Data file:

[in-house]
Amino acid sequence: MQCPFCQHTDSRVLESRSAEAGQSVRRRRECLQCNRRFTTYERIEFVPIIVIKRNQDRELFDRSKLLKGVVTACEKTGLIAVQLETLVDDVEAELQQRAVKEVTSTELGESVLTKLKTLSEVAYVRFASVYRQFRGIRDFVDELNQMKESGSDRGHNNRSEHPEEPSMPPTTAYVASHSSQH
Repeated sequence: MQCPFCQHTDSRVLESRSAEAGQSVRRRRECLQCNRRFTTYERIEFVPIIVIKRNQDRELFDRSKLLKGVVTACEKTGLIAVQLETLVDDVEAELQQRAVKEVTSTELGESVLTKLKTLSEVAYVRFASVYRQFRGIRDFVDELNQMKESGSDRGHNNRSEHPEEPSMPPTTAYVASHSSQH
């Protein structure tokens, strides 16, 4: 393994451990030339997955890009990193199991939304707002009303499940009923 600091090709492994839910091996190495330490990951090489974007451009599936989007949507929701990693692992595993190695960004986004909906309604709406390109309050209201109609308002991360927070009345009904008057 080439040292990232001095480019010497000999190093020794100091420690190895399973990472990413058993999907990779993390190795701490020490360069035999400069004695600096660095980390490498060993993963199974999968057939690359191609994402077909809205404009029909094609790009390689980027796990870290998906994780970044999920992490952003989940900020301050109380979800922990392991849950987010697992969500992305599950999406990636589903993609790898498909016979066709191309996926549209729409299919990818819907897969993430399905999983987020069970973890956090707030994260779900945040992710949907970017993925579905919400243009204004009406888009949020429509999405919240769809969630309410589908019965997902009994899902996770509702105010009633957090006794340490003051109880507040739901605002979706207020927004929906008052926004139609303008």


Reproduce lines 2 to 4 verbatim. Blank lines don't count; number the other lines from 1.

Amino acid sequence: MQCPFCQHTDSRVLESRSAEAGQSVRRRRECLQCNRRFTTYERIEFVPIIVIKRNQDRELFDRSKLLKGVVTACEKTGLIAVQLETLVDDVEAELQQRAVKEVTSTELGESVLTKLKTLSEVAYVRFASVYRQFRGIRDFVDELNQMKESGSDRGHNNRSEHPEEPSMPPTTAYVASHSSQH
Repeated sequence: MQCPFCQHTDSRVLESRSAEAGQSVRRRRECLQCNRRFTTYERIEFVPIIVIKRNQDRELFDRSKLLKGVVTACEKTGLIAVQLETLVDDVEAELQQRAVKEVTSTELGESVLTKLKTLSEVAYVRFASVYRQFRGIRDFVDELNQMKESGSDRGHNNRSEHPEEPSMPPTTAYVASHSSQH
């Protein structure tokens, strides 16, 4: 393994451990030339997955890009990193199991939304707002009303499940009923 600091090709492994839910091996190495330490990951090489974007451009599936989007949507929701990693692992595993190695960004986004909906309604709406390109309050209201109609308002991360927070009345009904008057 080439040292990232001095480019010497000999190093020794100091420690190895399973990472990413058993999907990779993390190795701490020490360069035999400069004695600096660095980390490498060993993963199974999968057939690359191609994402077909809205404009029909094609790009390689980027796990870290998906994780970044999920992490952003989940900020301050109380979800922990392991849950987010697992969500992305599950999406990636589903993609790898498909016979066709191309996926549209729409299919990818819907897969993430399905999983987020069970973890956090707030994260779900945040992710949907970017993925579905919400243009204004009406888009949020429509999405919240769809969630309410589908019965997902009994899902996770509702105010009633957090006794340490003051109880507040739901605002979706207020927004929906008052926004139609303008």